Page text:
Editor’s note: This article is part of an ongoing series exploring the evolving role of Hong Kong as a gateway for unregulated and illegal fishing within the international food trade.
With a quarter of shark species now facing extinction, the sale and consumption of shark fins has become indefensible to most people following public awareness campaigns and the protection of some species. But in Hong Kong, the hub of the global trade, there is still one familiar refrain: “we only trade in abundant blue shark fins,” merchants and caterers say, “not endangered species.”
lex Hofford, a campaigner with pressure group WildAid, calls it the industry’s “get-out clause,” and it’s the official line taken by the city’s seafood traders as well as by Maxim’s, the city’s largest chain of Chinese restaurants.
Maxim’s Caterers, run by managing director Wei Kuo Wu, is a member of the Jardine Matheson Group, a British conglomerate. They are a licensee of global brands such as Starbucks Coffee, Ipuddo Ramen and The Cheesecake factory. In 2016, company profits were US$848 million.
At over 50 outlets citywide, Maxim’s offers what they call “sustainably sourced” shark fin dishes from blue sharks, a species listed as near-threatened by the International Union for Conservation of Nature (IUCN).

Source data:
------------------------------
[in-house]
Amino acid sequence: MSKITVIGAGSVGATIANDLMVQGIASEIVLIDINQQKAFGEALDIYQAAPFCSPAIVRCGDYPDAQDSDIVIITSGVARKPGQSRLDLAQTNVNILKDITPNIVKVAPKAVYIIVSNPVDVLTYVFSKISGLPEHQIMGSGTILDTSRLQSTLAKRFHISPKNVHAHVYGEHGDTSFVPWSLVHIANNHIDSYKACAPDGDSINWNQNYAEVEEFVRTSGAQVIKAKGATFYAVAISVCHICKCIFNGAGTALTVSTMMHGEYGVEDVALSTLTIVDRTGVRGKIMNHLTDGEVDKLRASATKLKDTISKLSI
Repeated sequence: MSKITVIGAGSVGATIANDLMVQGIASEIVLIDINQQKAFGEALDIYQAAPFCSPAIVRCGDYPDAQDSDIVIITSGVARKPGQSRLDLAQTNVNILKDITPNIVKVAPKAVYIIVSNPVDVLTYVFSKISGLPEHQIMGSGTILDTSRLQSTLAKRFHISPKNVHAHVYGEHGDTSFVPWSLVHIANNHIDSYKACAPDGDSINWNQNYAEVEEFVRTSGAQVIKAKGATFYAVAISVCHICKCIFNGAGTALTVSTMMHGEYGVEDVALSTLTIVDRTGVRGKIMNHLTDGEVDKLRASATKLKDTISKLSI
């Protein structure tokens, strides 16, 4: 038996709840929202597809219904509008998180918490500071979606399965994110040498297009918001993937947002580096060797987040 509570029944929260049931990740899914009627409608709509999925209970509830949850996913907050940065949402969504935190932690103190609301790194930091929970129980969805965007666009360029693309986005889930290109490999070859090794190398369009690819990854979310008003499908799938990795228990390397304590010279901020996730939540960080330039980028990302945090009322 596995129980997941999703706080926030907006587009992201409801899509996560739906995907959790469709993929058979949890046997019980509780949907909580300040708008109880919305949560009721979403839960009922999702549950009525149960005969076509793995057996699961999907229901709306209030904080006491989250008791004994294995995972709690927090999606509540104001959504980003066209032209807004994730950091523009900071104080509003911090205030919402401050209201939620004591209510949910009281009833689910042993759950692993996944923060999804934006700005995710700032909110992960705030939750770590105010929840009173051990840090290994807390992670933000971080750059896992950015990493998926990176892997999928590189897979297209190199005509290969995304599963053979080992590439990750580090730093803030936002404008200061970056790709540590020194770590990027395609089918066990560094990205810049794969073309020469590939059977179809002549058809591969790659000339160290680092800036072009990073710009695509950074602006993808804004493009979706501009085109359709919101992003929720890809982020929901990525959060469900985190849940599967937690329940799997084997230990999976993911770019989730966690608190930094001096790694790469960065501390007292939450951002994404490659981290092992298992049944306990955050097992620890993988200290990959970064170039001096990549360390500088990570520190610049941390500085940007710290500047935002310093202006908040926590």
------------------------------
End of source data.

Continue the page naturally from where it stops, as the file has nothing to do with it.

But a growing number of marine biologists, fisheries experts and green groups are saying that blue sharks have come under unprecedented pressures since 2005—the year they were last assessed by the IUCN—and will soon join the endangered list if fishermen don’t stop targeting them.
In a letter addressed to Maxim’s, WildAid collected the signatures of over 250 scientists, academics and environmental organisations.
As well as celebrities including Sir Richard Branson, Dr Sylvia Earle and Dr Jane Goodall, the signatories are a veritable who’s who of Hong Kong and mainland China’s foremost marine scientists. WildAid’s shark fin campaign has also won the support of Chinese basketball star Yao Ming, and the group’s latest ad campaign in Hong Kong has been fronted by local actor and director Bowie Wu.
Even more exhaustive is the breadth of research catalogued to substantiate their concerns about blue sharks, now the most frequently caught species among the 100 million sharks estimated by a Dalhousie University study to be killed worldwide each year.
Blue shark fins remain the most heavily traded of all species in the Hong Kong fin trade.
Blue sharks under threat
Recent peer-reviewed research shows that blue shark numbers more than halved in areas of the Pacific and Atlantic oceans between the late 1980s and early 2000s. With year-on-year declines up to 6 per cent globally.
Other species fuelling the shark trade, such as scalloped hammerheads and oceanic whitetips, were brought under CITES Appendix II protection in 2013, thus prohibiting their harvest. Since then, blue sharks have become the dominant species in the shark trade, putting it in peril.